paper trail

Katherine Morgan on selling antiracist books to performative “allies”; Remembering Dalkey Archive Press founder John O’Brien

Katherine D. Morgan. Photo: Cait Pearson

The founder of Dalkey Archive Press, John O’Brien, has died at the age of seventy-five. The press’s backlist will be kept in print by Deep Vellum Publishing. Dalkey, which was started in 1984, was committed to keeping important international and experimental literature available, and published more than one thousand works over the course of its history, including books by Flann O’Brien, Danilo Kiš, Ishmael Reed, David Markson, Anne Carson, and many more. John O’Brien won a lifetime achievement award from the NBCC in 2011, and was appointed a Chevalier in the order of Arts and Letters by the French minister of culture and communications in 2015.

ViacomCBS is selling Simon & Schuster to Penguin Random House for over $2 billion. The deal will establish the first megapublisher and dramatically alter an increasingly consolidated, “winner-take-all” publishing industry.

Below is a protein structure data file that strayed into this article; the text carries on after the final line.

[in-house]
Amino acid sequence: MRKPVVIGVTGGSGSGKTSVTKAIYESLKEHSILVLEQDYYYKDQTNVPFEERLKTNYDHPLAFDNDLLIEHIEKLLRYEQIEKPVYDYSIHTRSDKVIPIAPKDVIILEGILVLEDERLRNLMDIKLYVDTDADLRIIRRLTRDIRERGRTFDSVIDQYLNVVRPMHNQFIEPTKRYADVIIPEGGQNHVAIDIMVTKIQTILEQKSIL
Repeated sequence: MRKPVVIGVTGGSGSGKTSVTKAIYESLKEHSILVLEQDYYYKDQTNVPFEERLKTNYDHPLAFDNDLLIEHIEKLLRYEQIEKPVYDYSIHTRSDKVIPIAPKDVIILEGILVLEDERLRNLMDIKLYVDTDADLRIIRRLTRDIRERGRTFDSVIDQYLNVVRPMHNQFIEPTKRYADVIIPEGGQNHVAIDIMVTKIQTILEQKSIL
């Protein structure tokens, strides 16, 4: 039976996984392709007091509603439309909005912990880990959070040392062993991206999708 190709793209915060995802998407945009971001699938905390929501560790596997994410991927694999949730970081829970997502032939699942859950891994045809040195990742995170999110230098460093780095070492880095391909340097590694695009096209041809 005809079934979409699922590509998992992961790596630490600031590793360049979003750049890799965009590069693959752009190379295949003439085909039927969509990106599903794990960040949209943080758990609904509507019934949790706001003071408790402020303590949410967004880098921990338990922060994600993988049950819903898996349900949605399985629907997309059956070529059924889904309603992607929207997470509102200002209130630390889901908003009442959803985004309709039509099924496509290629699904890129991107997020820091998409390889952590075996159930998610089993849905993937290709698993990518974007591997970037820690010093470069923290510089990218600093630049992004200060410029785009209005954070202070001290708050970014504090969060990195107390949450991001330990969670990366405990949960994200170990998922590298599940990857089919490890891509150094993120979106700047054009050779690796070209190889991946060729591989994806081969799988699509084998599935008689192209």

At Literary Hub, Katherine D. Morgan reflects on “countless hours helping irate customers cancel their orders of popular anti-racism books” during a summer of high demand for such books, and talks with booksellers about performative allyship. Danielle Mullen, owner of Chicago’s Semicolon Bookstore, told Morgan that white customers would “(literally cry about the work they wanted to do on themselves but were completely uninterested in buying titles that were NOT trending.”

Applications to the New York Times Student Journalism Institute are open through December 7.

At a town hall on Monday, employees at Penguin Random House Canada confronted management over the publisher’s choice to release a new book by “men’s rights” proponent and psychologist Jordan Peterson. “The company since June has been doing all these anti-racist and allyship things and them publishing Peterson’s book completely goes against this,” one employee said. “It just makes all of their previous efforts seem completely performative.” All staff who spoke to Vice “said if the book isn’t cancelled, they would like Penguin Random House Canada to consider donating the profits from the book to LGBTQ organizations.”